"Whoever works his land will have plenty of bread, but he who follows worthless pursuits lacks sense."
- Proverbs 12:11
"Wealth gained hastily will dwindle, but whoever gathers little by little will increase it."
- Proverbs 13:11
One of the things I love about Proverbs is the way God exposes an entire wrong attitude in just a few words. Here, He contrasts, in the way of Hebrew poetry, honest day-by-day labor with get-rich-quick schemes. Isn't this such a major aspect of today's economic crisis? Those who would use the stock market or home loans for a quick buck? Even though agriculture is the example used in this text, I don't think it's a matter of setting up some agrarian ideal. That was merely the best visual aid in the society of the time.
This proverb is a rephrasing of the dominion, or cultural, mandate given in Genesis 1:28, "And God blessed them. And God said to them, 'Be fruitful and multiply and fill the earth and subdue it and have dominion..." It is repeated in Psalm 8:6, "You have given him dominion over the works of your hands; you have put all things under his feet."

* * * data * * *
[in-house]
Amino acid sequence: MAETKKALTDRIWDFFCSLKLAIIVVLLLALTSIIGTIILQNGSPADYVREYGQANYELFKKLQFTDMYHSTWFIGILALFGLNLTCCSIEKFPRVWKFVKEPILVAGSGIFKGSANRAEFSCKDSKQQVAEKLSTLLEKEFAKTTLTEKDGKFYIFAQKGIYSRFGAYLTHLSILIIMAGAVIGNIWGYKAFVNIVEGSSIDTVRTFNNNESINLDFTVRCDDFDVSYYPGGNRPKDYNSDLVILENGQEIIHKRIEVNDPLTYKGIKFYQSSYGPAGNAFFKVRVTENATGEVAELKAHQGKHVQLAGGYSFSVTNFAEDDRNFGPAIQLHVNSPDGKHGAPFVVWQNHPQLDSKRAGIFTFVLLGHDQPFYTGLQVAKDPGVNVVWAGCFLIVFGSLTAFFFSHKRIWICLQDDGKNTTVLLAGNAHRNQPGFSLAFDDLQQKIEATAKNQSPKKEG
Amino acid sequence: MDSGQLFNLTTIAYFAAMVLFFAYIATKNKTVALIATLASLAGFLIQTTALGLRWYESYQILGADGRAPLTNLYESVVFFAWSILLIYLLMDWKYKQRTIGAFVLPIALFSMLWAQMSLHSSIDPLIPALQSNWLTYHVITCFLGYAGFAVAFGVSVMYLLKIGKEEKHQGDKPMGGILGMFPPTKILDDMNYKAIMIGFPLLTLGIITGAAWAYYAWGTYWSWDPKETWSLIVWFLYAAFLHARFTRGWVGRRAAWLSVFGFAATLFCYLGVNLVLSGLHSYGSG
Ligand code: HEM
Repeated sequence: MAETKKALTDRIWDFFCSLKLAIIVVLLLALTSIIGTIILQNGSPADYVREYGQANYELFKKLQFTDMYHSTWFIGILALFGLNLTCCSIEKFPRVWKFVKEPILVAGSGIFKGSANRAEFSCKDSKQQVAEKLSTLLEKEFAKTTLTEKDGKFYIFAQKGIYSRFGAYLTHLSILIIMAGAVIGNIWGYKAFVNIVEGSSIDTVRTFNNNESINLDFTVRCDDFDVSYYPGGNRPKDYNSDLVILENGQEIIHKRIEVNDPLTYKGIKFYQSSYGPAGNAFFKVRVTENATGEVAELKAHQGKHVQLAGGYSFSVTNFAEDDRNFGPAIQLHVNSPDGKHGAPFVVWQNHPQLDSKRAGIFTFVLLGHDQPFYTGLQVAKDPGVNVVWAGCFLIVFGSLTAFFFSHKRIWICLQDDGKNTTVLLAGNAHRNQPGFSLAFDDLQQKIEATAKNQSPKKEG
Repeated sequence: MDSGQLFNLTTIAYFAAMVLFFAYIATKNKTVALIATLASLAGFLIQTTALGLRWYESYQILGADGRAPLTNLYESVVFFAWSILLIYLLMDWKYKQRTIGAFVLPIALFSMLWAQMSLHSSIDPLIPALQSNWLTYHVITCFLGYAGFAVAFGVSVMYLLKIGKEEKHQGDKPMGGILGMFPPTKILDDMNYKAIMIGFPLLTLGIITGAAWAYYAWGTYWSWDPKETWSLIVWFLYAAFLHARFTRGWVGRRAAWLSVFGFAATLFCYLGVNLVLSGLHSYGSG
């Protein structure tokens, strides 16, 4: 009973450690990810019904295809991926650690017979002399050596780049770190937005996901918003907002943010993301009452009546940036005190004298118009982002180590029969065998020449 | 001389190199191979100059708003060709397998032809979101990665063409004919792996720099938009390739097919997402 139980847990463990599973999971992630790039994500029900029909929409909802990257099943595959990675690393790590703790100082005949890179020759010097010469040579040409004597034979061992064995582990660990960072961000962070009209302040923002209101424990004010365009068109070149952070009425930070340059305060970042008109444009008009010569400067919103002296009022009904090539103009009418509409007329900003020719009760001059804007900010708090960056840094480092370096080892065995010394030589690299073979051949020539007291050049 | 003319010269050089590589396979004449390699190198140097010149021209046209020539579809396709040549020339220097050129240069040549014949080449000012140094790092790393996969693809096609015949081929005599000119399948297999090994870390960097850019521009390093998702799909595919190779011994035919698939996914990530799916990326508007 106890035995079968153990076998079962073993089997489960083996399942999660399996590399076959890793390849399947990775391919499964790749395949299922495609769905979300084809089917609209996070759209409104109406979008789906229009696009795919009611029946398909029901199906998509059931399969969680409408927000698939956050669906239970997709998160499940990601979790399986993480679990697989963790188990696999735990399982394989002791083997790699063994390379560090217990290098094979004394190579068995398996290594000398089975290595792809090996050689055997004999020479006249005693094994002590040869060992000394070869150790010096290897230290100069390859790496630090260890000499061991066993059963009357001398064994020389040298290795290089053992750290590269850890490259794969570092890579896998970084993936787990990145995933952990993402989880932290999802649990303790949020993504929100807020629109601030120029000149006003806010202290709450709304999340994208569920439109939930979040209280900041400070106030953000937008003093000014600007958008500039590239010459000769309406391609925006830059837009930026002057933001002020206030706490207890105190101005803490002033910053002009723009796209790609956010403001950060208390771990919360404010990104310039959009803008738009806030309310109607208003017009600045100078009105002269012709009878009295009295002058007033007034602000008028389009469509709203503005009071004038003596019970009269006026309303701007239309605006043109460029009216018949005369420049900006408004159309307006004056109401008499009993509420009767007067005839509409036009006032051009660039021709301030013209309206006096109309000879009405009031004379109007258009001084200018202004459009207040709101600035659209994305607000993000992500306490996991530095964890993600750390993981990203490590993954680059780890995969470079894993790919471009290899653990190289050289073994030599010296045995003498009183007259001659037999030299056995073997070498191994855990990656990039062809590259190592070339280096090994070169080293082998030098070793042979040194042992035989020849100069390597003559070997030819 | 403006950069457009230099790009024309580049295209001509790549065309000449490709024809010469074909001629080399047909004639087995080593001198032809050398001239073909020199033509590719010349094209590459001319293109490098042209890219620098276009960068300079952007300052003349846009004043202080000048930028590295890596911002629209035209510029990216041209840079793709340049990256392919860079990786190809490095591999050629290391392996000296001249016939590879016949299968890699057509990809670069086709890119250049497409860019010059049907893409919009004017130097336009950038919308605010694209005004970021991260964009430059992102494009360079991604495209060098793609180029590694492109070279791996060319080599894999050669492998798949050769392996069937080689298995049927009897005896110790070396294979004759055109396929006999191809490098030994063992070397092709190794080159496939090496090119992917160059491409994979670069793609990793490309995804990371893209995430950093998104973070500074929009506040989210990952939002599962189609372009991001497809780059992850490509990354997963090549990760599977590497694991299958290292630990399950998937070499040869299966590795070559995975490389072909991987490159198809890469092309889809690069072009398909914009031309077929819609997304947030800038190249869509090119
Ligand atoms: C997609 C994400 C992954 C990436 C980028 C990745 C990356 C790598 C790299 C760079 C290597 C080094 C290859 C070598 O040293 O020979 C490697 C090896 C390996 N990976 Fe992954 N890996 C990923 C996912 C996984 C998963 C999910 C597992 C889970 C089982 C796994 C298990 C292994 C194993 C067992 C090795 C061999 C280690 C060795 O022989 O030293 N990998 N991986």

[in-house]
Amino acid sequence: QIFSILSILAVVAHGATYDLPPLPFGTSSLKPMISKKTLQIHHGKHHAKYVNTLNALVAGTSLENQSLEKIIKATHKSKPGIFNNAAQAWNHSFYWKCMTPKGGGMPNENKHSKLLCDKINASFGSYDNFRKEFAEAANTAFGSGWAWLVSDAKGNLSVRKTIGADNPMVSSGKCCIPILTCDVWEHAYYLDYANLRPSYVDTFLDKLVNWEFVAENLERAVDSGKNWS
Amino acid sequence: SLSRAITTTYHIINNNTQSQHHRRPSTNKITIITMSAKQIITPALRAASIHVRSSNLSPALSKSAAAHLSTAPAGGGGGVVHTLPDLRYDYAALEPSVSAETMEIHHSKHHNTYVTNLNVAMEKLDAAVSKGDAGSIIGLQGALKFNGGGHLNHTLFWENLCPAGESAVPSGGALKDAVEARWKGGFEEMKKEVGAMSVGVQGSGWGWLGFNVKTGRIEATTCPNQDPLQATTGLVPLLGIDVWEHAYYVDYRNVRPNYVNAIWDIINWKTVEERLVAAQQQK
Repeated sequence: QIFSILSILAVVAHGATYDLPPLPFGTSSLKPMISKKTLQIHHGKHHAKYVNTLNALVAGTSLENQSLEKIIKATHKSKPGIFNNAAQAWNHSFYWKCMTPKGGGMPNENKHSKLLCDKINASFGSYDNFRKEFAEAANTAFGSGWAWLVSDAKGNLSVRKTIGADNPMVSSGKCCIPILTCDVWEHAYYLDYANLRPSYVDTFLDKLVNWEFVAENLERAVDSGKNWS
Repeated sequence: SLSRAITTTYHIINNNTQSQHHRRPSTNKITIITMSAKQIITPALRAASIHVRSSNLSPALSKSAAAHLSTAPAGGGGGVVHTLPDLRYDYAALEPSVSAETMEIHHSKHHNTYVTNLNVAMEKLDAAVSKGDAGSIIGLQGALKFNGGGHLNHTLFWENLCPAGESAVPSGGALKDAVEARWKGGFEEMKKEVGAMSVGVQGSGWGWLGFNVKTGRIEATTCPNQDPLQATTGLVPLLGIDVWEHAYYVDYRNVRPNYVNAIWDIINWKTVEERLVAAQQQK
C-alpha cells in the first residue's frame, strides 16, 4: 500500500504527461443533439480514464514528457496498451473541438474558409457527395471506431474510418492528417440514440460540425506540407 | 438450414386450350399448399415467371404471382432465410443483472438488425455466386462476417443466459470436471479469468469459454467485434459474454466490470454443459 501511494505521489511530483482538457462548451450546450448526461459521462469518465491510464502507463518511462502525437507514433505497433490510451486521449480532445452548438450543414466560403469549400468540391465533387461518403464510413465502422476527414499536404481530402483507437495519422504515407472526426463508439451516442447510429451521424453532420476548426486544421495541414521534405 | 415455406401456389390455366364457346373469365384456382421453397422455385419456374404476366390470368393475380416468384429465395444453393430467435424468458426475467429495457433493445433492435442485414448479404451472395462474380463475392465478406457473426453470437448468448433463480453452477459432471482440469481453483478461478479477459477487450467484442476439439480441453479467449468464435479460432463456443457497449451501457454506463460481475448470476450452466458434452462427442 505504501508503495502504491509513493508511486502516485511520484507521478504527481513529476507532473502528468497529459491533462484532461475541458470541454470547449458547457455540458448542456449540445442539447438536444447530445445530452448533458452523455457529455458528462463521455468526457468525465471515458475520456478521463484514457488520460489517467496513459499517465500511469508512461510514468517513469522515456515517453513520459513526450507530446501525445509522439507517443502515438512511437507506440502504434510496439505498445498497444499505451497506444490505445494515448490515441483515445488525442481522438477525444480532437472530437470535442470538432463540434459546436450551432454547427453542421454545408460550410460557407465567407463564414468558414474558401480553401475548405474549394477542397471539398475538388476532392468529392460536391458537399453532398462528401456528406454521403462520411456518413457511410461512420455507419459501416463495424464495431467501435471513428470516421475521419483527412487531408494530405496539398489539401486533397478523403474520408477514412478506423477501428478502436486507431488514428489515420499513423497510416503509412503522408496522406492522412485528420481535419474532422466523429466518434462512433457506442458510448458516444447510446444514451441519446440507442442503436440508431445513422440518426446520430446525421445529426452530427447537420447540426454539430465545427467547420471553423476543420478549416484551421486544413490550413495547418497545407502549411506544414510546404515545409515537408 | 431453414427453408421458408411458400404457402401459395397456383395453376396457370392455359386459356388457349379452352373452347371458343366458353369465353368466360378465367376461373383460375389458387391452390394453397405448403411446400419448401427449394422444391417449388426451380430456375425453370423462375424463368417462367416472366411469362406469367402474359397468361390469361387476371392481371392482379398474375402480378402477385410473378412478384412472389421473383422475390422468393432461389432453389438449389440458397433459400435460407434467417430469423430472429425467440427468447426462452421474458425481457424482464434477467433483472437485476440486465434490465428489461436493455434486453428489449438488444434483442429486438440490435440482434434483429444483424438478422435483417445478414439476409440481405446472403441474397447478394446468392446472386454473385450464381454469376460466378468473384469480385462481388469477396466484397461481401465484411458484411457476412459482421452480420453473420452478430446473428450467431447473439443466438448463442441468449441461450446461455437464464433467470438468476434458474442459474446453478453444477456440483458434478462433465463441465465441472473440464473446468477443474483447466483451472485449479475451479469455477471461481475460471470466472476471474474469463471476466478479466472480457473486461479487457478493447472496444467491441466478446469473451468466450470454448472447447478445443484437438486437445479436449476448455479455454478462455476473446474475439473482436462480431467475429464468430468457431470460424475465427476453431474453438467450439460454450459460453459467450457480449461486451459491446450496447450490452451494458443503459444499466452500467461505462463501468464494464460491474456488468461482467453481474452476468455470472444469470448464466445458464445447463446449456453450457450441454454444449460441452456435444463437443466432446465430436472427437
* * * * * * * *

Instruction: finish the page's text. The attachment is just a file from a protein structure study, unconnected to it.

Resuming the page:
Where I work, I deal with a lot of people who play the state lottery. They lay down their money every week, out of the delusion that their dollar ticket is going to win them gazillions of dollars without any additional effort on their parts. However, statistically speaking, if they simply took that same money and put it in a savings account, they would generate more wealth than they can expect to gain from the lottery. But the gleam of quick wealth blinds them to the dullness of actually saving money. Isn't the hare always more glorious than the tortoise? But which one won the race, hmmm? Even the pagan Aesop understood the principle of this Proverb better than do most modern Christians.
What Do You Know? (Robert Brady)
1 day ago